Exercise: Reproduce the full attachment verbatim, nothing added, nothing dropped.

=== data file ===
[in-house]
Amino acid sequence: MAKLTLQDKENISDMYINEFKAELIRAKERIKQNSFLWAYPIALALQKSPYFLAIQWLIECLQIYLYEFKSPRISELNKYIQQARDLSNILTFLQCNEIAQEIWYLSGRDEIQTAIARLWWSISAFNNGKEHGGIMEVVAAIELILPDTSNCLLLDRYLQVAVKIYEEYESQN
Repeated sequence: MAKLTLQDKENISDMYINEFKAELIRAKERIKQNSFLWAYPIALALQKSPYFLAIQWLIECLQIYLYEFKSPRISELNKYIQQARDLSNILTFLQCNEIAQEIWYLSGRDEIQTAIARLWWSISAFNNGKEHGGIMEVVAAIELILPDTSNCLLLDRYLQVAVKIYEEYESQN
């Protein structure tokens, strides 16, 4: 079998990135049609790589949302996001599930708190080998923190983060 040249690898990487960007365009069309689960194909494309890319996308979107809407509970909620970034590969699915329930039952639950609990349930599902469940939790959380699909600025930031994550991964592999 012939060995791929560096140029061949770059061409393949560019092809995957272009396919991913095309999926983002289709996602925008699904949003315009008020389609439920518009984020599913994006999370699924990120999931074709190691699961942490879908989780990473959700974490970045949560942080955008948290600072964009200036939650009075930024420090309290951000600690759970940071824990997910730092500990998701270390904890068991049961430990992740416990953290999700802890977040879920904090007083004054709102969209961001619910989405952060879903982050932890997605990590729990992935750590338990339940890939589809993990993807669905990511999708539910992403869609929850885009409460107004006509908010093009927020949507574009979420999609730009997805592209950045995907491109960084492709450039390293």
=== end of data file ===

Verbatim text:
[in-house]
Amino acid sequence: MAKLTLQDKENISDMYINEFKAELIRAKERIKQNSFLWAYPIALALQKSPYFLAIQWLIECLQIYLYEFKSPRISELNKYIQQARDLSNILTFLQCNEIAQEIWYLSGRDEIQTAIARLWWSISAFNNGKEHGGIMEVVAAIELILPDTSNCLLLDRYLQVAVKIYEEYESQN
Repeated sequence: MAKLTLQDKENISDMYINEFKAELIRAKERIKQNSFLWAYPIALALQKSPYFLAIQWLIECLQIYLYEFKSPRISELNKYIQQARDLSNILTFLQCNEIAQEIWYLSGRDEIQTAIARLWWSISAFNNGKEHGGIMEVVAAIELILPDTSNCLLLDRYLQVAVKIYEEYESQN
């Protein structure tokens, strides 16, 4: 079998990135049609790589949302996001599930708190080998923190983060 040249690898990487960007365009069309689960194909494309890319996308979107809407509970909620970034590969699915329930039952639950609990349930599902469940939790959380699909600025930031994550991964592999 012939060995791929560096140029061949770059061409393949560019092809995957272009396919991913095309999926983002289709996602925008699904949003315009008020389609439920518009984020599913994006999370699924990120999931074709190691699961942490879908989780990473959700974490970045949560942080955008948290600072964009200036939650009075930024420090309290951000600690759970940071824990997910730092500990998701270390904890068991049961430990992740416990953290999700802890977040879920904090007083004054709102969209961001619910989405952060879903982050932890997605990590729990992935750590338990339940890939589809993990993807669905990511999708539910992403869609929850885009409460107004006509908010093009927020949507574009979420999609730009997805592209950045995907491109960084492709450039390293």